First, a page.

As parents, we are striving to teach our kids right from wrong, virtue from vice, how to pursue the good, even when it is time-consuming, less comfortable, and downright hard. But how do we do this? And what sort of exceptions should we have for them?
If we expect our kids to clean up after themselves, wake up and go to bed on time, limit screen time, not be lazy around the house – we also need to follow these same rules. But most of the time we don’t.
A family friend recently passed away, and I was able to read her blog that she maintained before her death. She remarked that her son asked her for one last bit of advice for family life, and she told him: To help your children grow up, you must grow up. Simple, but profound words.
I noticed this Lent that my kids were striving so hard in their attempts at sacrifice, almsgiving and prayers. And me? I wasn’t nearly as steadfast as these little souls.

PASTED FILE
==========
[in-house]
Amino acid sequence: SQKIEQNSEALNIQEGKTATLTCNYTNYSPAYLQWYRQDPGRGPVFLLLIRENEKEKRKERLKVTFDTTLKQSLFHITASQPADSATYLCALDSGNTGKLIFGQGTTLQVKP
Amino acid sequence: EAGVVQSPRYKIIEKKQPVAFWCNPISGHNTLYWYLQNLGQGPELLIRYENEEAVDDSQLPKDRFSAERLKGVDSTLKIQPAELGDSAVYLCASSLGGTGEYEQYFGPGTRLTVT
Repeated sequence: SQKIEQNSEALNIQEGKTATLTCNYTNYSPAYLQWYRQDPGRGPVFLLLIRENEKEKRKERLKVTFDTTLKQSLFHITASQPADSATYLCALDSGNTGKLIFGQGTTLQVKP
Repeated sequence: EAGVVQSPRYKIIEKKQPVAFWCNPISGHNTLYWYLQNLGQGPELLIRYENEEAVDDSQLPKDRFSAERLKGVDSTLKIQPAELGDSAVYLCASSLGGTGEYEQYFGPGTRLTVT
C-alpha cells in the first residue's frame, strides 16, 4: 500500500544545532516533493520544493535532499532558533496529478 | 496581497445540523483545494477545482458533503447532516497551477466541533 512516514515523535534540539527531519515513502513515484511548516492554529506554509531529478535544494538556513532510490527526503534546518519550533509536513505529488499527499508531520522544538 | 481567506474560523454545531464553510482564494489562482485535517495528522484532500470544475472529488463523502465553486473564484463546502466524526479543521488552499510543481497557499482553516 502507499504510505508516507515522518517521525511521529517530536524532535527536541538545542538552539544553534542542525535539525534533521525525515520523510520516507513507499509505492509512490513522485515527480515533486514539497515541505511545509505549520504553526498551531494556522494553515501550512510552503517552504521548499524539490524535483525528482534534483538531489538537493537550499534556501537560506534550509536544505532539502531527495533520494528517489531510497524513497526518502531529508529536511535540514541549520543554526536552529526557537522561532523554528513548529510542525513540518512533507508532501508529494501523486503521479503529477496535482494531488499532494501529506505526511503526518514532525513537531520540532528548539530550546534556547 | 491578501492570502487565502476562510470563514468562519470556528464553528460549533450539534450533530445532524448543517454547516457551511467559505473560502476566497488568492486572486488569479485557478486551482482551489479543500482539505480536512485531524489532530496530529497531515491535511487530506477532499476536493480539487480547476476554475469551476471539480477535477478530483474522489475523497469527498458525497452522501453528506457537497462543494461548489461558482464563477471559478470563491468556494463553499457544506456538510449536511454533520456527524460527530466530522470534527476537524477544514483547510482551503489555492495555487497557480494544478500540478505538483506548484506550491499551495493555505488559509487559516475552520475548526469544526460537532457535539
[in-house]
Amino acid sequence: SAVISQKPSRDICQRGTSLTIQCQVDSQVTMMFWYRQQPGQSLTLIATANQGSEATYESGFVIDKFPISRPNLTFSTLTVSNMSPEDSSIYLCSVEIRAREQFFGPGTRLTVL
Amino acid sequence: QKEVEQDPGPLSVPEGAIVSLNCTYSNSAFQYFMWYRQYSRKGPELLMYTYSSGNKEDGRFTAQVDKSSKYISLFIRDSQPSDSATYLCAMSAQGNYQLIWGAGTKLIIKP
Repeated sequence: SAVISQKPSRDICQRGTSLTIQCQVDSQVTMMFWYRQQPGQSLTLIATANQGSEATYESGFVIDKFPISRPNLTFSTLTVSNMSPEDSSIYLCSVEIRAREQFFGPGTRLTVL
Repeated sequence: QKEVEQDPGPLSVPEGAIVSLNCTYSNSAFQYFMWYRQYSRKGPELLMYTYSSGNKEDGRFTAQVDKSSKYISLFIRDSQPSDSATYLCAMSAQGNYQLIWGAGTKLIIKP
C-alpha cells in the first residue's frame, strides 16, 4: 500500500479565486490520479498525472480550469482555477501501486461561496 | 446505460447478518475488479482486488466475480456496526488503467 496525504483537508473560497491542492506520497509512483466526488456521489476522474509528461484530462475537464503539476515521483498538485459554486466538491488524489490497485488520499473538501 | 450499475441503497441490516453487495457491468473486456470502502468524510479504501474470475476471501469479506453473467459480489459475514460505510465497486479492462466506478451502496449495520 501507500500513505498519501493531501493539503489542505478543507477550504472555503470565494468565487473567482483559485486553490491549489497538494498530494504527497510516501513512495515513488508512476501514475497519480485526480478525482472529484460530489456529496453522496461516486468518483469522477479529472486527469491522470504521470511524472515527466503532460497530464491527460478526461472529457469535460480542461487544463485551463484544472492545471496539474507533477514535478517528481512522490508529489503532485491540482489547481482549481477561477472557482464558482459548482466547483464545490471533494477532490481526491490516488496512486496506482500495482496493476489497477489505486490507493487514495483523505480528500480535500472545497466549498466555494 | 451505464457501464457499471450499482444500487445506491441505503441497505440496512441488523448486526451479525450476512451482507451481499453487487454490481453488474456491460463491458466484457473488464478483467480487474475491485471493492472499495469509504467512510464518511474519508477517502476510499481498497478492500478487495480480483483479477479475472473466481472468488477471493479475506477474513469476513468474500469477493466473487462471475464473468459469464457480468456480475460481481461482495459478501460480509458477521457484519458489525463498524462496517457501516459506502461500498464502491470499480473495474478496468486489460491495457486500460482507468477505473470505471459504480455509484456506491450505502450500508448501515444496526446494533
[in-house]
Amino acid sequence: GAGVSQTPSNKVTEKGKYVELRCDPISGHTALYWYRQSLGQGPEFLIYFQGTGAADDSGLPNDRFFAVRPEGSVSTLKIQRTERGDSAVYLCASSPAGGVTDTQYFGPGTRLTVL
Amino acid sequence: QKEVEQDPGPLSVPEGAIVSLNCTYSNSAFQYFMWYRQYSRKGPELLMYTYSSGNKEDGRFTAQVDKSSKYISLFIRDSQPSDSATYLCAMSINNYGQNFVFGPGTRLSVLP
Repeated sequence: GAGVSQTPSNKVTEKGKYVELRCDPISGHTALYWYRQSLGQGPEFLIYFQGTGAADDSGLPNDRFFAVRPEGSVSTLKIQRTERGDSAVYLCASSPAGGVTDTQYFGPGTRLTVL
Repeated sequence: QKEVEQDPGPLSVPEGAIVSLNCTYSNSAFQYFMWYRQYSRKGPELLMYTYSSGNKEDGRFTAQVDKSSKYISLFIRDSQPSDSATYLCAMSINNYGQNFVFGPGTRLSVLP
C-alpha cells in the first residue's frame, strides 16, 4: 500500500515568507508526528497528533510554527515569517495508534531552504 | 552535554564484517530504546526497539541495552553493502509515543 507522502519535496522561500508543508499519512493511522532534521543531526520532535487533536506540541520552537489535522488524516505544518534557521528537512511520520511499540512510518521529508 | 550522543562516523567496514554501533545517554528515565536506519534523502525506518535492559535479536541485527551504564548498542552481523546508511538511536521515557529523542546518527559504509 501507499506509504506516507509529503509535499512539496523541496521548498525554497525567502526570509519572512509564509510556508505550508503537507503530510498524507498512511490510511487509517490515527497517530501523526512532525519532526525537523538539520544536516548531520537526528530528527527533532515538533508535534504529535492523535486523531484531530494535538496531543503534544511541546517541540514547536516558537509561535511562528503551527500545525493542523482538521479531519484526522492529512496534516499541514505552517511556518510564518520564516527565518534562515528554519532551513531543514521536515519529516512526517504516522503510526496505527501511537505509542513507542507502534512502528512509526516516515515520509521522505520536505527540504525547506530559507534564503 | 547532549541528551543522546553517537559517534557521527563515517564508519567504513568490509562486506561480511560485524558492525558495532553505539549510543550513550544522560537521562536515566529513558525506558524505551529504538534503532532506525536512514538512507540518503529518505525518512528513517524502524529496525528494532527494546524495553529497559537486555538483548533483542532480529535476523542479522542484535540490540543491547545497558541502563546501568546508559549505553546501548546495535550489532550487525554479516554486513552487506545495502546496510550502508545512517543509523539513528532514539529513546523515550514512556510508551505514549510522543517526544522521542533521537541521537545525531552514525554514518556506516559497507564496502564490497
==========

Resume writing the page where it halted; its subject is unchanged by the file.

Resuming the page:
I once heard a scripture scholar remarking on the high expectations Jesus had on his followers “Be perfect, just as your Father is perfect.” I can’t imagine a higher of bar! Time and again we see Jesus placing high demands in the Gospel. He asks a lot, and provides grace for us to strive to meet them. As parents, we also set the bar high for our children. They need to know what the expectations are, and that we are available to help them achieve them.
Yet, we also see His great mercy and forgiveness for the human failures He encounters.
On the evening of the Resurrection, He meets the 10 Apostles (Thomas wasn’t there) and He gives them His peace and His blessing. He could have chided them or snapped at them for running away during His cruxifixction but he instead offers his love.
How many times a week do I chide or harshly scold my child for a (much smaller!) failure? As I reheard the Resurrection gospel, I took to heart this message of offering mercy and love instead of harshness and shame.
Children need to know the bar is high, and then then when they fail, they must be embraced with arms of love and mercy. And remember that they can’t reach limits if we as adults can’t even live them out! To help your children grow up, you must grow up. And an abundance of Jesus’ love and mercy, that he in turn gives to us first.